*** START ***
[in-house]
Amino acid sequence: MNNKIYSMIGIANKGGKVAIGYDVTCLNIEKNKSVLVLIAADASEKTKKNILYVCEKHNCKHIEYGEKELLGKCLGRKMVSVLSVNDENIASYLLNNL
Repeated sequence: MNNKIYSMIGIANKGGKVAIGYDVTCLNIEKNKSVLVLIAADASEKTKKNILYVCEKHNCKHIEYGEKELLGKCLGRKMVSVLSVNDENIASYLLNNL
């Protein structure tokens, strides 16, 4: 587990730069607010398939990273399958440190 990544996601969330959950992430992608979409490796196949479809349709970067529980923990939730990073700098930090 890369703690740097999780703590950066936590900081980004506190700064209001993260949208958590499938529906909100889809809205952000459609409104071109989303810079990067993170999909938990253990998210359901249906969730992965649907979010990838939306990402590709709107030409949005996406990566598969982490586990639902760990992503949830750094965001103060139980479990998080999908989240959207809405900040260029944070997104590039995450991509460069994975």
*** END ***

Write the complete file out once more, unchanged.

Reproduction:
[in-house]
Amino acid sequence: MNNKIYSMIGIANKGGKVAIGYDVTCLNIEKNKSVLVLIAADASEKTKKNILYVCEKHNCKHIEYGEKELLGKCLGRKMVSVLSVNDENIASYLLNNL
Repeated sequence: MNNKIYSMIGIANKGGKVAIGYDVTCLNIEKNKSVLVLIAADASEKTKKNILYVCEKHNCKHIEYGEKELLGKCLGRKMVSVLSVNDENIASYLLNNL
């Protein structure tokens, strides 16, 4: 587990730069607010398939990273399958440190 990544996601969330959950992430992608979409490796196949479809349709970067529980923990939730990073700098930090 890369703690740097999780703590950066936590900081980004506190700064209001993260949208958590499938529906909100889809809205952000459609409104071109989303810079990067993170999909938990253990998210359901249906969730992965649907979010990838939306990402590709709107030409949005996406990566598969982490586990639902760990992503949830750094965001103060139980479990998080999908989240959207809405900040260029944070997104590039995450991509460069994975």